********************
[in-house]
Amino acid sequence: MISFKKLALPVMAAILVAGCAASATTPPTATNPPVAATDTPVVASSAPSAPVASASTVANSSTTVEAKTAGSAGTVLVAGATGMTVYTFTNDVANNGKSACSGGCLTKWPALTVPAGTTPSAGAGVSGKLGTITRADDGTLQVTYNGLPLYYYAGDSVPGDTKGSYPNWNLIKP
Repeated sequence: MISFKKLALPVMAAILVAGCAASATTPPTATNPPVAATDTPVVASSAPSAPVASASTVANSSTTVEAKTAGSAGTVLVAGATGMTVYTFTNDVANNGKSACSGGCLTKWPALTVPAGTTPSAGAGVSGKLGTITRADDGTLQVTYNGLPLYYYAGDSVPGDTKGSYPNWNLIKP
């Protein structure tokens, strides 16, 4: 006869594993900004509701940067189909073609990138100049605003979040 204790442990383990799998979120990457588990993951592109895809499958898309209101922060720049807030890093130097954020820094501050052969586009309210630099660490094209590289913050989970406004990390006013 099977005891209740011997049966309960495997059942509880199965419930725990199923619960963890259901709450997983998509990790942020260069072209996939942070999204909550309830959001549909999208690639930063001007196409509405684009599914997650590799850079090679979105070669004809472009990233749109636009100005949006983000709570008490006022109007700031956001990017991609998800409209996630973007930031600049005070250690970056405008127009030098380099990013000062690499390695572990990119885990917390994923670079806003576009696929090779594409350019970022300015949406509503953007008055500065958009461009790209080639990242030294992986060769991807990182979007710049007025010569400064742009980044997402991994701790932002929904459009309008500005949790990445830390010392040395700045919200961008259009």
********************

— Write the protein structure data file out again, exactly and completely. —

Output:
[in-house]
Amino acid sequence: MISFKKLALPVMAAILVAGCAASATTPPTATNPPVAATDTPVVASSAPSAPVASASTVANSSTTVEAKTAGSAGTVLVAGATGMTVYTFTNDVANNGKSACSGGCLTKWPALTVPAGTTPSAGAGVSGKLGTITRADDGTLQVTYNGLPLYYYAGDSVPGDTKGSYPNWNLIKP
Repeated sequence: MISFKKLALPVMAAILVAGCAASATTPPTATNPPVAATDTPVVASSAPSAPVASASTVANSSTTVEAKTAGSAGTVLVAGATGMTVYTFTNDVANNGKSACSGGCLTKWPALTVPAGTTPSAGAGVSGKLGTITRADDGTLQVTYNGLPLYYYAGDSVPGDTKGSYPNWNLIKP
């Protein structure tokens, strides 16, 4: 006869594993900004509701940067189909073609990138100049605003979040 204790442990383990799998979120990457588990993951592109895809499958898309209101922060720049807030890093130097954020820094501050052969586009309210630099660490094209590289913050989970406004990390006013 099977005891209740011997049966309960495997059942509880199965419930725990199923619960963890259901709450997983998509990790942020260069072209996939942070999204909550309830959001549909999208690639930063001007196409509405684009599914997650590799850079090679979105070669004809472009990233749109636009100005949006983000709570008490006022109007700031956001990017991609998800409209996630973007930031600049005070250690970056405008127009030098380099990013000062690499390695572990990119885990917390994923670079806003576009696929090779594409350019970022300015949406509503953007008055500065958009461009790209080639990242030294992986060769991807990182979007710049007025010569400064742009980044997402991994701790932002929904459009309008500005949790990445830390010392040395700045919200961008259009």